Tuesday, June 21, 2011


 This interesting chunk of wood was sourced off of Craigslist last night.  I saw and ad for a shelf full of burls.  Unfortunately I was too late for that ad but they seller said he had a few more I might be interested in.  A Buckeye burl (below) and a large "Basketball sized" Oak burl.
 I was interested in the Buckeye, not as interested in the Oak burl but I took enough cash with me for both.  The Oak burl was closer to 20" diameter but it looked like it had been sitting exposed to the weather for at least a decade and was rotten right through the center.  On the far end of his woodpile he had this piece.  He wasn't sure what wood it is but I knew I had to have it.  The price he quoted was quite a bit less than what I was willing to pay so it was loaded up.  He also had an older 110v Gast vacuum pump that I picked up.  I'm not certain what I'm going to do with it but I couldn't pass it up either.  It's very similar to my 220v pump but this has the advantage of being able to be used anywhere with standard power, a huge advantage for demos and travel.

 This is the Buckeye piece.  It's about 14-15" diameter and 9-10" deep with quite a bit of grey color.  Surprisingly light for its size.
This will probably end up being a natural edge nested set but that will have to wait, I'm headed out of town for vacation soon.

Saturday, June 18, 2011


Some spheres from Thursday and Friday night.  The smallest one at the top was made when I made the kendama and is made out of Cedar.  The 2 below that on the left hand side are both Eucalyptus.  The lightest colored one is Olive, the dark one in the bottom middle is Desert Ironwood.  The large one on the right is Mesquite.  The bowl is one I did a couple of years ago, I think it's Cottonwood.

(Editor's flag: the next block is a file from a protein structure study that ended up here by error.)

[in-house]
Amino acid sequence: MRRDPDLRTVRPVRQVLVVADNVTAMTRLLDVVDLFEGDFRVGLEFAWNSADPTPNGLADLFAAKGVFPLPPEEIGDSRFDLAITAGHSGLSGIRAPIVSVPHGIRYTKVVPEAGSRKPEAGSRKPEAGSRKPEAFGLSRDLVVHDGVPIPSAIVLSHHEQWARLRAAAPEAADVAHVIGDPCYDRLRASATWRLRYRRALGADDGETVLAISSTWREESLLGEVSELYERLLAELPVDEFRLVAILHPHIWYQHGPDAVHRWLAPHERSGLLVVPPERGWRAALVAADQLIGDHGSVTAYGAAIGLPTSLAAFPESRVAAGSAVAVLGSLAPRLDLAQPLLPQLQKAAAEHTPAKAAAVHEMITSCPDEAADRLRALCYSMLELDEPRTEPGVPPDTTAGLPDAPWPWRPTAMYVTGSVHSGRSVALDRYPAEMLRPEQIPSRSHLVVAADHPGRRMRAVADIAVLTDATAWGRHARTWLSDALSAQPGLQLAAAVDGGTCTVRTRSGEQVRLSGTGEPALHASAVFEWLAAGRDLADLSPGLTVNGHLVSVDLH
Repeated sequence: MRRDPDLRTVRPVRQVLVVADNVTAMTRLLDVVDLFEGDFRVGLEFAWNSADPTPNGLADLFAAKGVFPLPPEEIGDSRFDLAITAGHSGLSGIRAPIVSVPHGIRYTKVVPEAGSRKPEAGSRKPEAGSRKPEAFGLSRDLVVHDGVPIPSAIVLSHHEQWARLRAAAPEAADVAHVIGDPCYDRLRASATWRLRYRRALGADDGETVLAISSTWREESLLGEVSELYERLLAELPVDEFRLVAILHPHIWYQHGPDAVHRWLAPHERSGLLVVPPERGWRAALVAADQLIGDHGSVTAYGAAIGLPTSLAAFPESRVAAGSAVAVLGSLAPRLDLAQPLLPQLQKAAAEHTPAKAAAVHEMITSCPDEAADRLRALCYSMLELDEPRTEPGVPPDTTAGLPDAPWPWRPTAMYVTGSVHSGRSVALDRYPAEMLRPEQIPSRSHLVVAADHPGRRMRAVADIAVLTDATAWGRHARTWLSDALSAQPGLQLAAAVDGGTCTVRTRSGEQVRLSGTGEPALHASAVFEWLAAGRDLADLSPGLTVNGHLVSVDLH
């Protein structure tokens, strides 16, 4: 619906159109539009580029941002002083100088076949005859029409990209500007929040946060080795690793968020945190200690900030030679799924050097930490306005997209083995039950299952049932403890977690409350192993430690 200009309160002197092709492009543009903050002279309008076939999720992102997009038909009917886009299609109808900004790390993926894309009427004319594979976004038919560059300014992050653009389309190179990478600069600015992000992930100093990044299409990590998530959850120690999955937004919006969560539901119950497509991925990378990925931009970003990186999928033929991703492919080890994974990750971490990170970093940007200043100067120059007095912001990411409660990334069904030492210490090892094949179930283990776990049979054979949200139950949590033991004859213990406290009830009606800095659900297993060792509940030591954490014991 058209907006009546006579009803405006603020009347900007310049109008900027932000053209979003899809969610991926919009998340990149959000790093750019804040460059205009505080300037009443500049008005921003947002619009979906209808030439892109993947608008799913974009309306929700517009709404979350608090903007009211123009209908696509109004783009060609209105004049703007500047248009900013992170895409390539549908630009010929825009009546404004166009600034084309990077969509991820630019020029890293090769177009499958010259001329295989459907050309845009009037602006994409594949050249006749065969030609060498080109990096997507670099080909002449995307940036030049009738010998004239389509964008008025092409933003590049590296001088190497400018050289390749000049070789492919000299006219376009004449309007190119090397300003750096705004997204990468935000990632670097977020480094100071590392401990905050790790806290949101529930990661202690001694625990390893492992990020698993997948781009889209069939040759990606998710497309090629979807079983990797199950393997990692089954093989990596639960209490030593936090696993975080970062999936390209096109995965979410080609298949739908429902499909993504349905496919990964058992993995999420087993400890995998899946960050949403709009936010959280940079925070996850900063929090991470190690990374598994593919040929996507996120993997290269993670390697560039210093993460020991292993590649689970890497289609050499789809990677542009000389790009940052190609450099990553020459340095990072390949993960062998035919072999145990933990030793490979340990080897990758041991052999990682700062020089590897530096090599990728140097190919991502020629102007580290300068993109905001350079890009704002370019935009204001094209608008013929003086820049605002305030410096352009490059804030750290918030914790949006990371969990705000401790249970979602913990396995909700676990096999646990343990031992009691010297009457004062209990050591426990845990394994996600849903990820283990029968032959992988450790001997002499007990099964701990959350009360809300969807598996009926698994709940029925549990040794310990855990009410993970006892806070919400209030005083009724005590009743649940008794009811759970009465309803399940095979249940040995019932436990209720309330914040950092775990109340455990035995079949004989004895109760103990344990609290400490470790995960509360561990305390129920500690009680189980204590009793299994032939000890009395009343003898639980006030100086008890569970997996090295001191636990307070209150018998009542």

Thursday, June 9, 2011

Fun with spheres

I've had this idea in my head for a couple weeks now.  Tonight I had to give it a try.  I started by turning a sphere.  The blank was cut slightly longer than the width (3 5/8" long, 3 1/4" wide) and mounted between centers.

The blank was turned to a cylinder and layout lines were made.  The important line is the one in the middle, the others were no measured, just drawn on as a guide.

The corners are knocked off back to the center line.  This is where the bulk of the material will be removed.  Almost no material will be removed at the center line as that is the largest diameter of the sphere.

Each side is then turned to a half sphere shape.  I prefer to do the left hand side first because it's my weak side and I can better match the curve on the right hand side.

A couple more cuts and the basic sphere shape has been formed.

The blank is then rotated 90 degrees and put between wooden drive centers.  If you look at this photo closely you can see the "shadow" of the nubs left by the drive center on the original axis and the rest of the wood to be removed to make this a perfect sphere.

The sphere is repeatedly repositioned on 3 axis (X, Y, and Z) so the entire surface can be trued.  Here you can see that the sphere is on the Z axis.  The X axis is noted by the single line on the top.  The Y axis is the double line on the near side.  The blank is turned on eash axis about 3 times, each time smaller and smaller cuts are taken.  If a cut is too deep the entire surface will have to be turned down to that new depth.